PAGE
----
Most of us have suffered through three or four years of misery: low backlogs, marginal company profits, layoffs, shop reductions. As the marketplace rebounds, now is the time to re-think your need for mechanics. I use the term “mechanics” and “technicians” interchangeably. To me, a technician is a higher-level mechanic.
First, re-examine your shop mechanic needs (see “How to Staff an Equipment Shop,” February, for some more thoughts on shop staffing). Heavy equipment is becoming increasingly high tech, so evaluate what shop capabilities you really need. In most cases, we only self-perform those maintenance and repairs that control our critical path. That’s a fancy way to say we should only do those repairs that seriously impact our downtime.
Consider establishing a “Take me first” program with your key dealers, which gives your fleet priority when a machine needs attention. This may be the best way to go, or at least be a part of your outsourcing strategy.
Second, evaluate your shop skills to decide what tasks you can do and, more important, what you cannot or should not do. Doing a shop skills inventory is essential for hiring and training plans. This will likely require that you have at least a rudimentary level of mechanic/technician job descriptions. For example, do you expect to have the in-house capability to service a hydraulic system (probably yes)? To remove and replace a hydraulic pump (maybe)? To rebuild that hydraulic pump (probably not)? The inventory determines what level technician you need to hire.
Now you’re ready to recruit people to fill those needs. Experienced technicians are scarce, so most of us will be hiring mechanics in the entry and mid levels. Here are some recruiting suggestions:
• Develop a simple company brochure with your benefits summarized. You want mechanics to stay with you, and benefit packages can keep them in place when someone offers a higher hourly rate.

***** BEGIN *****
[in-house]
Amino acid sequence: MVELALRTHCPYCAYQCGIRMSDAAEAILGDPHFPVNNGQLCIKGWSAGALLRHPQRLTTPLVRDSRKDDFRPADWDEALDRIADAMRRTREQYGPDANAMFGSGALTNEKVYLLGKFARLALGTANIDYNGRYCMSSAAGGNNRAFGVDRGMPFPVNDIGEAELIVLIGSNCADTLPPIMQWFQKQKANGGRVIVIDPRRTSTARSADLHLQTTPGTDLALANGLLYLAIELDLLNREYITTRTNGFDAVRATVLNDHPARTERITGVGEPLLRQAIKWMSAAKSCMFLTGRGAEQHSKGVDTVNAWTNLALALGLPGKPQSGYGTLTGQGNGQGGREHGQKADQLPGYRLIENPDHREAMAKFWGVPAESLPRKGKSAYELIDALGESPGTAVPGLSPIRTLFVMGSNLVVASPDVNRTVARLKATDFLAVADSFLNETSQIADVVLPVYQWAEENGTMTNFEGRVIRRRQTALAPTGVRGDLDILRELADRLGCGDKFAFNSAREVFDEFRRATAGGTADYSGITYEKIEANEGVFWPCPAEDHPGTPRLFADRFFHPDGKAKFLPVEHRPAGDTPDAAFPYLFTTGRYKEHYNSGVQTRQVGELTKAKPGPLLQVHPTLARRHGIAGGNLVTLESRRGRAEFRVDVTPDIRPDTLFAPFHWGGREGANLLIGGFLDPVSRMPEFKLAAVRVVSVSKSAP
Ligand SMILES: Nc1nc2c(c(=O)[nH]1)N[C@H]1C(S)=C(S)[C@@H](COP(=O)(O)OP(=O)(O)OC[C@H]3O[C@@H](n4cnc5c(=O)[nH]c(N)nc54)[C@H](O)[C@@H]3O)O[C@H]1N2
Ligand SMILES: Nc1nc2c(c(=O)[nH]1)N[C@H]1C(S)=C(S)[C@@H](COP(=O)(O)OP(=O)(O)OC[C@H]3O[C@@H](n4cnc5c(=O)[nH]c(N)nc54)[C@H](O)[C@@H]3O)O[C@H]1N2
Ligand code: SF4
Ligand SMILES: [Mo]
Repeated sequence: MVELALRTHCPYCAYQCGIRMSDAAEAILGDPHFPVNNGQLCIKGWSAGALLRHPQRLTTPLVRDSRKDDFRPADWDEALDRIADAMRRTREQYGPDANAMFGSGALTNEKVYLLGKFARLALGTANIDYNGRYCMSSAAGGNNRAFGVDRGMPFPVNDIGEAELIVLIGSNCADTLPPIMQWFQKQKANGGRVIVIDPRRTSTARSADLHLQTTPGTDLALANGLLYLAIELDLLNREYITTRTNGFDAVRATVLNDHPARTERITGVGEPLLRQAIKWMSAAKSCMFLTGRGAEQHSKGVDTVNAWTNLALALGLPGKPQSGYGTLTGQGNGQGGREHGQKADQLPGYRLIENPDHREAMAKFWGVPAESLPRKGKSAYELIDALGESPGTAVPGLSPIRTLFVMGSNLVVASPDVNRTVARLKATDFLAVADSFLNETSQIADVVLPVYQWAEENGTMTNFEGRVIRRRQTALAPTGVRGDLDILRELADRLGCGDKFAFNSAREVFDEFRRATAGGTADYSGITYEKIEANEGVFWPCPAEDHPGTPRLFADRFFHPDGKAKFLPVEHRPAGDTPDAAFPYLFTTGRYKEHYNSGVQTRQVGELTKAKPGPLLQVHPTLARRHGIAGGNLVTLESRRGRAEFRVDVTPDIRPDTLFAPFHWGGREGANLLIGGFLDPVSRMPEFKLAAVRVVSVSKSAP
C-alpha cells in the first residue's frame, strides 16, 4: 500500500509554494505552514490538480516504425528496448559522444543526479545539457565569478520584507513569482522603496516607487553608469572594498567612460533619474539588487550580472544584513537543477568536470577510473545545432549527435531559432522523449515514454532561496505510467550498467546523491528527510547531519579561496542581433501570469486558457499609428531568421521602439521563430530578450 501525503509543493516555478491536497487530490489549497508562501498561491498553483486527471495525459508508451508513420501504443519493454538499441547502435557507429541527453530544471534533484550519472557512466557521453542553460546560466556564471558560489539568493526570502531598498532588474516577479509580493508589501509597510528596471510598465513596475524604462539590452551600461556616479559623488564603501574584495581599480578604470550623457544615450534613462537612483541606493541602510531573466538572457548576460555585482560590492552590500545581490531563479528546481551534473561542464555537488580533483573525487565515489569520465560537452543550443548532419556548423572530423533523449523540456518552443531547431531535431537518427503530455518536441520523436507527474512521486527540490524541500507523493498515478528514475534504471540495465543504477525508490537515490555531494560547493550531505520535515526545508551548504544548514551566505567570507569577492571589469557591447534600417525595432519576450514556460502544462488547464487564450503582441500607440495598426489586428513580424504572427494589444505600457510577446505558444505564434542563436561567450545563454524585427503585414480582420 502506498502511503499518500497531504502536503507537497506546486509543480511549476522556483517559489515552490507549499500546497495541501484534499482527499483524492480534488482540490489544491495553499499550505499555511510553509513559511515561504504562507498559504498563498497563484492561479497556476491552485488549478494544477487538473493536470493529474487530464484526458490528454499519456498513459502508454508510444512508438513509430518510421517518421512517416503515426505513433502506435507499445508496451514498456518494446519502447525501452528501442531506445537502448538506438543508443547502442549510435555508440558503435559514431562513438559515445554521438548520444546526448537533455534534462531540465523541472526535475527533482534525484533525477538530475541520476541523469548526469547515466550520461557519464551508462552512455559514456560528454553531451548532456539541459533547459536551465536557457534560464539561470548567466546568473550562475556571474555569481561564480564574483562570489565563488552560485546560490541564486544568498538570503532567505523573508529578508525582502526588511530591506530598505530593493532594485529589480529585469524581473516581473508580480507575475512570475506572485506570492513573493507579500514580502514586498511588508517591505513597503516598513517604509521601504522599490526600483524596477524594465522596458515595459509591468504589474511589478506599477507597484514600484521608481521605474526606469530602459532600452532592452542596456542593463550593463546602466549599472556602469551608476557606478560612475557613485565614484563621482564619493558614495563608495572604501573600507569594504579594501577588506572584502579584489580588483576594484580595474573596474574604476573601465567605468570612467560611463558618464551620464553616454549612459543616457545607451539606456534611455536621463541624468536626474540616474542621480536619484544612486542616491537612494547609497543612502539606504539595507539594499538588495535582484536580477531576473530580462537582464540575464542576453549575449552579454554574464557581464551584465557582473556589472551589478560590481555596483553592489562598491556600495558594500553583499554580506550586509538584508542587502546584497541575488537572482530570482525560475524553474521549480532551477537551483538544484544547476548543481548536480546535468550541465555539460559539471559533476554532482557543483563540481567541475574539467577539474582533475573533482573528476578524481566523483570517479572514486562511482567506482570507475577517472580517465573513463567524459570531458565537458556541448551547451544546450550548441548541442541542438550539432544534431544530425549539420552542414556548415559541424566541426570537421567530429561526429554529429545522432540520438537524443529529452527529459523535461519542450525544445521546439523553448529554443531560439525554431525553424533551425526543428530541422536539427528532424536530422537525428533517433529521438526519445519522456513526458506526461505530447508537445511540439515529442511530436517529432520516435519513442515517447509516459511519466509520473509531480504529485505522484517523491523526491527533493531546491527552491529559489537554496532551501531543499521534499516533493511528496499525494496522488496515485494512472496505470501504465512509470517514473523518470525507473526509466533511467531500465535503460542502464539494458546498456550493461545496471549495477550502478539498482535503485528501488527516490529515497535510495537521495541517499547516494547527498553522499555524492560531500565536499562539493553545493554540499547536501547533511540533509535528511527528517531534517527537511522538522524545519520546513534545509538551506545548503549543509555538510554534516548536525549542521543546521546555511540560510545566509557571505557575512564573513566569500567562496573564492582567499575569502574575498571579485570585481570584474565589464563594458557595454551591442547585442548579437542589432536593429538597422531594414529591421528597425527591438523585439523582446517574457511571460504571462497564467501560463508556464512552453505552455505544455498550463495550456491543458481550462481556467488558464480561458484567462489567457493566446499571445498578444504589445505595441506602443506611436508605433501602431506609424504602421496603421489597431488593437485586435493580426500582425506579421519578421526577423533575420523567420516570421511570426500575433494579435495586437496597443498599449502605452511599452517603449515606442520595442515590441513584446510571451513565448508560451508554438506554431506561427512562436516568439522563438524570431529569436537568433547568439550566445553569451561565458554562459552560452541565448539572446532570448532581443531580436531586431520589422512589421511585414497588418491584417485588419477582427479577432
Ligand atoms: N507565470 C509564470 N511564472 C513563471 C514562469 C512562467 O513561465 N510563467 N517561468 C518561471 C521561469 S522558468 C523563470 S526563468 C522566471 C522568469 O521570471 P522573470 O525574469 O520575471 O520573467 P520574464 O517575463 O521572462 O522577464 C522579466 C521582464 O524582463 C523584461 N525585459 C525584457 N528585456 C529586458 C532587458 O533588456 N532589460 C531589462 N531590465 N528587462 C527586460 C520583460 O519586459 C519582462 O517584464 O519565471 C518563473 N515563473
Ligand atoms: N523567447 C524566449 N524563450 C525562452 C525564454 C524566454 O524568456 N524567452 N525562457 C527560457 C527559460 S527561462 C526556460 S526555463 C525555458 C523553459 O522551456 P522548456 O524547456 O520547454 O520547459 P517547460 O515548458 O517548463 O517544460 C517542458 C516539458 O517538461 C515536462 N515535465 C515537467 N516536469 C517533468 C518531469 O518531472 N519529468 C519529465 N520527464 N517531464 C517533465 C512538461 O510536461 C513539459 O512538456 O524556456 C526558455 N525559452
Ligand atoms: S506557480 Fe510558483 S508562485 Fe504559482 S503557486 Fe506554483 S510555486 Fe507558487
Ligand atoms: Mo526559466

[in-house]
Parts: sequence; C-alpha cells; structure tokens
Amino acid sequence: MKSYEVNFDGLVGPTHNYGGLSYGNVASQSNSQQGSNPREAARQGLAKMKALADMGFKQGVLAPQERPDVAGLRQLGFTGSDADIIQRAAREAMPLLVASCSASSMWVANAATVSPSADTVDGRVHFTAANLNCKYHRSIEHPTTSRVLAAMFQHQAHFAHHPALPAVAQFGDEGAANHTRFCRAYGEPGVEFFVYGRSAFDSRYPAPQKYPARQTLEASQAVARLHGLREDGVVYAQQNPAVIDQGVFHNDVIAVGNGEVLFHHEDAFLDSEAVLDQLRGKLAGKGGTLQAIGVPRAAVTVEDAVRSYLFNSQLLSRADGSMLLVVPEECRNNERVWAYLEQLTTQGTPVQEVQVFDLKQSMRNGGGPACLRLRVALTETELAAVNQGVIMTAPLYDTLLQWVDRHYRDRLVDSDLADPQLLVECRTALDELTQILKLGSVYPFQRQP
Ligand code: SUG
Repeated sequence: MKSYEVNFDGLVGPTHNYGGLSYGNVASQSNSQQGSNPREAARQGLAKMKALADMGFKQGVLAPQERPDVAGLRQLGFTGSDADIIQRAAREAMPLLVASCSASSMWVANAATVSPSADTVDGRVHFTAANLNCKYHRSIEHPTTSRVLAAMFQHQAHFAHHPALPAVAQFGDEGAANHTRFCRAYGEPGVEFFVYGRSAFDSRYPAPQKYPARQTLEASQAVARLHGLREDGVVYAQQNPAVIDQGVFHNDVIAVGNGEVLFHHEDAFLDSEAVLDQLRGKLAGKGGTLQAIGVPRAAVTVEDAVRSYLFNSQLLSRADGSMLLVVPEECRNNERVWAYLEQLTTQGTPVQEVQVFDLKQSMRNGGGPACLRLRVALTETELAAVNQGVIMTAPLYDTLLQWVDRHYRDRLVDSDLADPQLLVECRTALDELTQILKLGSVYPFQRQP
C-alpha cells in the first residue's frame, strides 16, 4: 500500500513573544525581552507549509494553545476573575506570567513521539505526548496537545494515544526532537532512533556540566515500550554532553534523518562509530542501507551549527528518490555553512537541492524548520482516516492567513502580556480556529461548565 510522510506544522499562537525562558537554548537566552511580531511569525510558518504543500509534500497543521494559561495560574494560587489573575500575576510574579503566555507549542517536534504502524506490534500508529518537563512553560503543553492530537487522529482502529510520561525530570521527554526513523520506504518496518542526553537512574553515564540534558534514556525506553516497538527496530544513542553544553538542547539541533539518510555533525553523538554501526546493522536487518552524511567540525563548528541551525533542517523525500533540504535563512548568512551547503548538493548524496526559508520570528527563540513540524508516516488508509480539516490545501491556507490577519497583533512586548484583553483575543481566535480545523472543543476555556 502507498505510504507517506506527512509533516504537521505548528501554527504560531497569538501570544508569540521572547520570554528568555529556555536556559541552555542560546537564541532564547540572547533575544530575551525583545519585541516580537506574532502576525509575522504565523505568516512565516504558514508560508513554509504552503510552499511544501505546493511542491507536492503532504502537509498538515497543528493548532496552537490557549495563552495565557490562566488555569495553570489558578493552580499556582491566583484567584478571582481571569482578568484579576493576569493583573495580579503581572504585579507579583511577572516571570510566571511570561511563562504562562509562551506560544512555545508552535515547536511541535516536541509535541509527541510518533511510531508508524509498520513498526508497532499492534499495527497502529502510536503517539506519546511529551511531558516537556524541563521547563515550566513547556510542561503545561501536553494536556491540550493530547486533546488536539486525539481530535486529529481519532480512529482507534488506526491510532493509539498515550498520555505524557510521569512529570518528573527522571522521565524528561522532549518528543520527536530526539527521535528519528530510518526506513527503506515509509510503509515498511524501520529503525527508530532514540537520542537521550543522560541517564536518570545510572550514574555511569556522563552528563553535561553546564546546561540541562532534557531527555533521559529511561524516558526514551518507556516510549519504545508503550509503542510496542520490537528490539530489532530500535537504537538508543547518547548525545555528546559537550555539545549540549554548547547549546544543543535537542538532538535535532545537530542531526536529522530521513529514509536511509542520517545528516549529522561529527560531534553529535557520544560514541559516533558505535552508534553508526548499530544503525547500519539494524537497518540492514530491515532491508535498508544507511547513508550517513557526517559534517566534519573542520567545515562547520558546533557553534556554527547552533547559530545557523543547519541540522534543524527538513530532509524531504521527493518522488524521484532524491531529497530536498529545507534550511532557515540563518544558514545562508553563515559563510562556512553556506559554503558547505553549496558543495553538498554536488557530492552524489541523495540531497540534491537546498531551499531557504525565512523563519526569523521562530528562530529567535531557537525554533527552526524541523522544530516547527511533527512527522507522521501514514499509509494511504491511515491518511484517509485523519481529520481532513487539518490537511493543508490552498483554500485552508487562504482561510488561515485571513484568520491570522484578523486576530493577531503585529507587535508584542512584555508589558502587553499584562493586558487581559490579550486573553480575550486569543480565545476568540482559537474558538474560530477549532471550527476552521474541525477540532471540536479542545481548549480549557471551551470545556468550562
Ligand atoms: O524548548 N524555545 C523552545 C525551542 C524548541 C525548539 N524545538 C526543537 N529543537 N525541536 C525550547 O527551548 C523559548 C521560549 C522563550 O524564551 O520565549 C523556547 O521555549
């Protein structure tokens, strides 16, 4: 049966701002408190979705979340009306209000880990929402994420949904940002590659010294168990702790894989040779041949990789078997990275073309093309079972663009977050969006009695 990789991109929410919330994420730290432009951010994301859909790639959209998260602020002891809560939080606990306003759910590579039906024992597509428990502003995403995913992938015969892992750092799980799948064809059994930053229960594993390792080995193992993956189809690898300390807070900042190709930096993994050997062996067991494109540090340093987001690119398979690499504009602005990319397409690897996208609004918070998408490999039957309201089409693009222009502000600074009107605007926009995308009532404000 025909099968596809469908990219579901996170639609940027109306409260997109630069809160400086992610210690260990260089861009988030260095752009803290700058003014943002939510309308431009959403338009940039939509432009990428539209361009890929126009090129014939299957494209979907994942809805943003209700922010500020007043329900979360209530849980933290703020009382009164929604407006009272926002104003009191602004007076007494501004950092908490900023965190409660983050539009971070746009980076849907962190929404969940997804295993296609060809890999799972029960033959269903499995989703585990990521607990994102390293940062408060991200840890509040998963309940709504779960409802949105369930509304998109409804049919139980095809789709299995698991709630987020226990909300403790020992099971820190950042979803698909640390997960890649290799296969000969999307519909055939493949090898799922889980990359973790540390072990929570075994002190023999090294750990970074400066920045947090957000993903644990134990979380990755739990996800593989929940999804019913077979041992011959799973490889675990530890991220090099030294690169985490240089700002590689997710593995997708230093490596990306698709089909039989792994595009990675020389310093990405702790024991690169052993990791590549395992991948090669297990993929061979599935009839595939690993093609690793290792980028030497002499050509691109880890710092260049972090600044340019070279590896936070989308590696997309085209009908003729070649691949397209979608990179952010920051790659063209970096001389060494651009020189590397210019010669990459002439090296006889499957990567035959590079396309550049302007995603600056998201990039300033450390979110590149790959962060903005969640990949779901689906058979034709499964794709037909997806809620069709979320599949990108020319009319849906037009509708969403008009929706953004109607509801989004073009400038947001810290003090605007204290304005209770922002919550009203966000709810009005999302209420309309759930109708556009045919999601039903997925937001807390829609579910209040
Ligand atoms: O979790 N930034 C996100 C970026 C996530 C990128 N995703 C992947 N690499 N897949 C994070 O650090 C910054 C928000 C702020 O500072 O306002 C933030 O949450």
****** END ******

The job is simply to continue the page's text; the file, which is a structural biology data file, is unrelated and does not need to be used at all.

• Develop a company website with a user-friendly employment tab.
• Develop a hefty referral system. It’s better to hire someone who is recommended than somebody you don’t know. The referral system can be tiered; for example, $250 to an employee if a referral is hired, and another $250 when the new-hire stays six months.
• Consider implementing a signing bonus, a tool allowance, a boot allowance, or other such items to separate your company from the general industry.
• Advertise or look in other markets. Consider those who are due to leave the military and want to live in your state (there are specific websites for this). Consider teachers, especially those who have shop or auto mechanic experience. Consider immigrants, and actively welcome these different cultures into your shop. Advertise in languages other than English.
• Look into vocational schools. These students are in demand, so you should place a key equipment person in your company on the school’s advisory board. Offer internships, co-op programs, and scholarships.
• Participate in job fairs. They have them in high schools (sometimes called Career Days) and for the general public.
• Look into youth organizations that appeal to the kinds of people who fit our industry, for example, Future Farmers of America (FFA), 4-H Clubs, and Vocational Industrial Clubs of America (VICA).
Draw on your reputation to attract the right kind of people. If you pay well, treat people fairly and honestly, and train and promote from within, you will have a good reputation. AEMP offers a 32-page booklet, Successful Technician Recruitment, that provides many do’s and don’ts for recruiting. Members can order it for $15 at www.aemp.org.
It’s not easy to recruit, but understand it is not a one-time shot. Build an ongoing program and assign that program to one accountable individual. Good things will happen.
Think about it.